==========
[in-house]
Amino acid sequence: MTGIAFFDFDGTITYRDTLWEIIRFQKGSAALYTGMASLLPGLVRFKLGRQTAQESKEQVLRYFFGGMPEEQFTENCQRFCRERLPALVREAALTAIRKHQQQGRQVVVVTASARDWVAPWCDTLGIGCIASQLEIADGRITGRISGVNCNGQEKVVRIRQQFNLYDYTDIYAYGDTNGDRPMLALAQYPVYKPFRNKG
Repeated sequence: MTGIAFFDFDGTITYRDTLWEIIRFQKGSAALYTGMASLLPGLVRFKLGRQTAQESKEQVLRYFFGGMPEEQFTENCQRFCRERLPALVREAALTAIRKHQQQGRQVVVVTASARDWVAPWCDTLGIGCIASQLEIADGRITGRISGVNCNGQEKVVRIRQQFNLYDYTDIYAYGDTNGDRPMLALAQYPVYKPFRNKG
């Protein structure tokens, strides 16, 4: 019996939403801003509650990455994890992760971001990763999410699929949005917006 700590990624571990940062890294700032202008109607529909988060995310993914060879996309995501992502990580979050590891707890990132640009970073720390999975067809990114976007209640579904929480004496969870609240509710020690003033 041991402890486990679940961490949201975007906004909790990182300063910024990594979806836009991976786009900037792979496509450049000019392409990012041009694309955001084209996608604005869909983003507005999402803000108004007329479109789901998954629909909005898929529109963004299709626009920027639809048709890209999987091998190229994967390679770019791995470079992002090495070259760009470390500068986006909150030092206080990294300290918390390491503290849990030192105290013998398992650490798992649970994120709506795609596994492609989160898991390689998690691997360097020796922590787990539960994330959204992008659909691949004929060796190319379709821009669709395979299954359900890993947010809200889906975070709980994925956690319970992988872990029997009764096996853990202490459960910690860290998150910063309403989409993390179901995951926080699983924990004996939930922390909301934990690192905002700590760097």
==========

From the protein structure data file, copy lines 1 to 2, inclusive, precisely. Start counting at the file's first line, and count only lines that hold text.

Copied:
[in-house]
Amino acid sequence: MTGIAFFDFDGTITYRDTLWEIIRFQKGSAALYTGMASLLPGLVRFKLGRQTAQESKEQVLRYFFGGMPEEQFTENCQRFCRERLPALVREAALTAIRKHQQQGRQVVVVTASARDWVAPWCDTLGIGCIASQLEIADGRITGRISGVNCNGQEKVVRIRQQFNLYDYTDIYAYGDTNGDRPMLALAQYPVYKPFRNKG